Skip main navigation

Why are vaccinations important in prison?

Here, we will learn about why infectious diseases are so important to consider if you work or live in a prison.
Collage of photos of prison staff holding up placards saying 'I get vaccinated because...' with their personal reasons for why they choose to get vaccinated.

You may have noticed a significant overlap between the risk factors discussed in the previous two articles.

This means that similar circumstances or conditions are present both before people enter prison, and continue whilst they are in prison, sometimes for different reasons.

Diagram with overlap of risk factors to infection before and during prison

All of the behaviours and circumstances that we have just learned about help explain why people living in prisons are more at risk of being infected. All of these factors put together meant that typically there are many infectious diseases circulating around prisons at any time.

This means that prison staff, as well as people living in prison, are at more at risk of coming into contact with infectious diseases than people who don’t live or work in prisons.

With a higher risk of infectious diseases comes a higher risk of transmission of infectious diseases to others. Infectious diseases can spread two ways through prison staff: out of prison and into prison.

How does transmission occur out of prison?

As well as being at risk of coming in to contact with infectious disease themselves, prison staff are at risk of carrying these diseases with them into to the community, especially to their family or close friends, but also the community at large.

Below is a representation of a prison staff member coming into contact with people living in prison who are infectious (in pink). These people infect other people living in prison and prison staff. Prison staff then leave the prison, go home to their family or close ones and pass this disease onto them.

How does transmission occur into prison?

Infectious diseases also spread in the opposite direction. People entering prison (staff, visitors or people newly incarcerated) can bring in infections from the community into prisons. As we have seen, prisons are enclosed environments in which infection easily spreads, therefore, sometimes one case can quickly result in a large outbreak.

Diagram showing how prison staff can transmit infectious diseases from their household into prisons

We also have seen that people living in prison often suffer from underlying health conditions; if that’s the case they could become very ill when infected.

How can vaccination protect prisons?

We have seen why infectious diseases are more likely to occur in prisons, and how this can put the lives of prison staff, people living in prison, both their relatives, and the community at large, at at risk.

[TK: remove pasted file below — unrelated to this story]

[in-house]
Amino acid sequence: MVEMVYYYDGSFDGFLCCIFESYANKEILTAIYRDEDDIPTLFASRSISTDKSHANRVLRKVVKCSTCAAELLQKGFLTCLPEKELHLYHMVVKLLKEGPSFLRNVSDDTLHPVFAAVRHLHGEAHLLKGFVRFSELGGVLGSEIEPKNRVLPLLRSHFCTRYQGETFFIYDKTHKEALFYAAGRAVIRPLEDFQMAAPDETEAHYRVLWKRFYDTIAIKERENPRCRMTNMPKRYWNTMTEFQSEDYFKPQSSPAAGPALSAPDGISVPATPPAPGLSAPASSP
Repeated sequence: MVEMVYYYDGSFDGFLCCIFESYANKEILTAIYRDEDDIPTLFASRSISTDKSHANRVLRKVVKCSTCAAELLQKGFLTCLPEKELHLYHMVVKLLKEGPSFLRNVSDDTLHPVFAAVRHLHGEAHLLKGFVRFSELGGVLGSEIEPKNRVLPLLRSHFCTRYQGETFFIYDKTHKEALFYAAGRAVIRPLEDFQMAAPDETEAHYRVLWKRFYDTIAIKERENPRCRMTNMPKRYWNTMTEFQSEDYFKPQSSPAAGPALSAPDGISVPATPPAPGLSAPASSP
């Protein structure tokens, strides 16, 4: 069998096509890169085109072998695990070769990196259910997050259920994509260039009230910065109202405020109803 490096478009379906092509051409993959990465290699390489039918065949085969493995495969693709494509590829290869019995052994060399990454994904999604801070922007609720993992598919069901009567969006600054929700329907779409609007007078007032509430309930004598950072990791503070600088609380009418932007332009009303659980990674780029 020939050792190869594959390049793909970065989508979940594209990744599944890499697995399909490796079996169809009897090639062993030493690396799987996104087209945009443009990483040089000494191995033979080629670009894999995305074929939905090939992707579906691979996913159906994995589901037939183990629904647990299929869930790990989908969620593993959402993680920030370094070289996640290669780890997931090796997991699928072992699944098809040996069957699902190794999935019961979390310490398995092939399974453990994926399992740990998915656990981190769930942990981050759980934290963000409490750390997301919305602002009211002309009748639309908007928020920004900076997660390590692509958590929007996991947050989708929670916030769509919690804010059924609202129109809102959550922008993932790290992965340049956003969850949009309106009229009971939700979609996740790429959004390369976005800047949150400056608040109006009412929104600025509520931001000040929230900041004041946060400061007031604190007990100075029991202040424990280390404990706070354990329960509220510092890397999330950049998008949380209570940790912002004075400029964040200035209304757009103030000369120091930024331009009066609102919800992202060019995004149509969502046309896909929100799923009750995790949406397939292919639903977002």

Many infectious diseases are now preventable through vaccines. Vaccination can help avoid serious disease if someone does become infected; and it also makes it less likely that they will pass a disease on to other people around them.

Taking the previous example of the prison staff who becomes infected and makes their family sick when they go home, in this case, despite being exposed to a disease in their work in the prison, the staff member does not get infected and does not pass the disease onto their family. This is because they are vaccinated (yellow circle) and so protected against the disease.

Diagram showing how prison staff do not transmit infectious diseases to or from their household into or out of prisons if they are vaccinated

Notice how not only does the prison staff member not get infected because they’re vaccinated, but other people living in prison are also able to protect themselves from getting sick because they are vaccinated too. This means there will generally be fewer infections in the prisons, which means as a whole, the people living and working in the prison will be healthier and less likely to become ill.

Also notice that some of the prison staff member’s family are not protected by vaccination. This could be because their immune systems may not be strong enough to get vaccinated. For example, people with certain cancers are not able to be vaccinated, or very young babies could be too young to be vaccinated. However, because the prison staff member is vaccinated, they do not pass any disease onto their family.

Let’s hear about why some prison staff choose to get vaccinated:

This article is from the free online

Prison Health: Vaccinations for People Working and Living in Prisons (Non-Vaccine Trained Staff)

Created by
FutureLearn - Learning For Life

Reach your personal and professional goals

Unlock access to hundreds of expert online courses and degrees from top universities and educators to gain accredited qualifications and professional CV-building certificates.

Join over 18 million learners to launch, switch or build upon your career, all at your own pace, across a wide range of topic areas.

Start Learning now